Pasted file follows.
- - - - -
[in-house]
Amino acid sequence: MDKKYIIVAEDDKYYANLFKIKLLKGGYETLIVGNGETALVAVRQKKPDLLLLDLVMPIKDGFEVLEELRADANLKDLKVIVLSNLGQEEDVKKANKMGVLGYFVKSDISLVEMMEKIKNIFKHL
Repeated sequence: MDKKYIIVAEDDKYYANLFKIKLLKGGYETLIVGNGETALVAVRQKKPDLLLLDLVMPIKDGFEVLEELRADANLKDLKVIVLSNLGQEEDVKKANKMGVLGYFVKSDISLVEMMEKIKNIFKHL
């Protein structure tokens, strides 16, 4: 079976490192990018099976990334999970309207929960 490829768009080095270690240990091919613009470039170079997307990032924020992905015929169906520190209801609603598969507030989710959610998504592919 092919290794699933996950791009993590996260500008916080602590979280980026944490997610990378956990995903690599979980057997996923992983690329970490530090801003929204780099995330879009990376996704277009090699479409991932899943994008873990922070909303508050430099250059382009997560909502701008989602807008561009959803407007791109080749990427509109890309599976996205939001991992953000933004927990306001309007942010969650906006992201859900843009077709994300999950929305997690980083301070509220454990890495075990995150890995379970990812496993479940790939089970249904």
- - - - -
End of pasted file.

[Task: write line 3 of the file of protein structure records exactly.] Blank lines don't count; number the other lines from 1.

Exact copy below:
Repeated sequence: MDKKYIIVAEDDKYYANLFKIKLLKGGYETLIVGNGETALVAVRQKKPDLLLLDLVMPIKDGFEVLEELRADANLKDLKVIVLSNLGQEEDVKKANKMGVLGYFVKSDISLVEMMEKIKNIFKHL